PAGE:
Team finds new source of green electricity
University of Minnesota engineers say they've discovered a completely new way of generating electricity.
They've discovered a new alloy material that converts heat directly into electricity, and which could be used to generate environmentally friendly electricity from waste heat sources.
It could, for example, be used to capture waste heat from a car's exhaust to help charge the battery in a hybrid car. Other possible uses include capturing rejected heat from industrial and power plants or exploiting temperature differences in the ocean to generate electricity.
"This research is very promising because it presents an entirely new method for energy conversion that's never been done before," says aerospace engineering and mechanics professor Richard James.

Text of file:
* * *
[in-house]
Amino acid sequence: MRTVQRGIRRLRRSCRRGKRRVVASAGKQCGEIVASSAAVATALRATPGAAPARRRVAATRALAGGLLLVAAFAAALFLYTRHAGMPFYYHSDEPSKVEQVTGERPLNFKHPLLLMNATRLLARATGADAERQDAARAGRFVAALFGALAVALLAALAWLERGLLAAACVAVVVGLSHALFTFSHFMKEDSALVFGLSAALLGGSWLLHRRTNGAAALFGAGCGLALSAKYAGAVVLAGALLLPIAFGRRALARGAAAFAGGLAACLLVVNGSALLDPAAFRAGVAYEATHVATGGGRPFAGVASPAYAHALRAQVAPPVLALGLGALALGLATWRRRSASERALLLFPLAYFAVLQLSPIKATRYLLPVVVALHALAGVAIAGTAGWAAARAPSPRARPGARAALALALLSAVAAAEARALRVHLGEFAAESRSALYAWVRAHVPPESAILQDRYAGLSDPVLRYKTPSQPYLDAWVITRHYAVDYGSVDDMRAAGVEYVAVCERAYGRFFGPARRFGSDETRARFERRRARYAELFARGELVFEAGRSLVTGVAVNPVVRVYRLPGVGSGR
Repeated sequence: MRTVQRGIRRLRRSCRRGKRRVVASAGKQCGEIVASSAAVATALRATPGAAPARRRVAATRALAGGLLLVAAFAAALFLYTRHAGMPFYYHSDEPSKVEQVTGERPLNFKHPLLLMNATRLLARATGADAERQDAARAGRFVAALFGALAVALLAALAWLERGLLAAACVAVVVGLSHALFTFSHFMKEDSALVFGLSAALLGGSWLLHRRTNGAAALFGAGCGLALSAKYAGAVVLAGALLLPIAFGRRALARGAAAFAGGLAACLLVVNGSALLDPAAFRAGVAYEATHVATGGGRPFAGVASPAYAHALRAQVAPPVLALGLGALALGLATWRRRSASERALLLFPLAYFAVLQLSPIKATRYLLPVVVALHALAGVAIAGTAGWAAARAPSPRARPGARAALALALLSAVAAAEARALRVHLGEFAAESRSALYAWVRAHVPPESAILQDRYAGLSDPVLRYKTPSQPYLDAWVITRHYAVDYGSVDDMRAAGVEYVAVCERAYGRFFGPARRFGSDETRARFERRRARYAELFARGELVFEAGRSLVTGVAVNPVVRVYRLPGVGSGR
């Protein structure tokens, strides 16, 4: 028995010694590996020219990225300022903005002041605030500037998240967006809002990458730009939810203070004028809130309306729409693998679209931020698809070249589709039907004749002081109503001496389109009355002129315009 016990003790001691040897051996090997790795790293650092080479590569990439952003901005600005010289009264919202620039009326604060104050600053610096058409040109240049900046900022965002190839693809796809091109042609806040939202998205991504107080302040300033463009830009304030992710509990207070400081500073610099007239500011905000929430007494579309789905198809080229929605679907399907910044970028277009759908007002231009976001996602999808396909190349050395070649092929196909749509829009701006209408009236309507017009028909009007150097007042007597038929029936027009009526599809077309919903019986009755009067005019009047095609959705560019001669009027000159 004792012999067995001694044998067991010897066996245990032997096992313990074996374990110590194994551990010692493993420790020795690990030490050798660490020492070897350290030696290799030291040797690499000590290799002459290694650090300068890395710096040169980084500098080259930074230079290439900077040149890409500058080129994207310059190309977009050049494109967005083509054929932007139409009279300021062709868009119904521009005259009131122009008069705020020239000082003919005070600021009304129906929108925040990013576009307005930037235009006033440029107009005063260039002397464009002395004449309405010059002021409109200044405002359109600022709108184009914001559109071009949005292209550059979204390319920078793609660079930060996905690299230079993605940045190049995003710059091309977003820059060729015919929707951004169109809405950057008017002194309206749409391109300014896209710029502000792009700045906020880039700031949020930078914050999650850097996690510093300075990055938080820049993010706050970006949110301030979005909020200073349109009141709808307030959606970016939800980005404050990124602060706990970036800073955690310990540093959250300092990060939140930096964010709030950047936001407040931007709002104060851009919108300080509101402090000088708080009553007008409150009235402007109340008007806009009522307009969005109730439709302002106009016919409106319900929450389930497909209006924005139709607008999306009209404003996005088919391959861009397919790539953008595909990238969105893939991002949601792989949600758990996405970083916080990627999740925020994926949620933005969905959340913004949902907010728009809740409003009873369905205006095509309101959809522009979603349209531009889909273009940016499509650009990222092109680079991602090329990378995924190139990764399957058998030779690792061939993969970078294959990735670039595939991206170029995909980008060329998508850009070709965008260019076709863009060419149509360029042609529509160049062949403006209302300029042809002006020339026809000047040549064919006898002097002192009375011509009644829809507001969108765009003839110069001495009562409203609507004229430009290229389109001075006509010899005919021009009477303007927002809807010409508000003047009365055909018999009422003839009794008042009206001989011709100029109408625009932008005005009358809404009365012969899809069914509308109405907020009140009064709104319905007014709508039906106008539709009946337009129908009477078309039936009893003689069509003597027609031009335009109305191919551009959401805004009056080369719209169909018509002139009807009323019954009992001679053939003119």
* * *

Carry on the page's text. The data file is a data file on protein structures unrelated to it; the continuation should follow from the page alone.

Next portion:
"It's also the ultimate 'green' way to create electricity because it uses waste heat to create electricity with no carbon dioxide."
To create the material, the research team combined elements at the atomic level to create a new multiferroic alloy, Ni45Co5Mn40Sn10, with unusual elastic, magnetic and electric properties.
Ni45Co5Mn40Sn10 undergoes a highly reversible phase transformation where one solid turns into another solid, and during this it shows changes in its magnetic properties that are exploited in the energy conversion device.
The material begins as a non-magnetic material, then suddenly becomes strongly magnetic when the temperature is raised a small amount. When this happens, the material absorbs heat and spontaneously produces electricity in a surrounding coil.
"This research crosses all boundaries of science and engineering," says James. "It includes engineering, physics, materials, chemistry, mathematics and more."
The team is now working to create a thin film of the material that could be used, for example, to convert some of the waste heat from computers into electricity.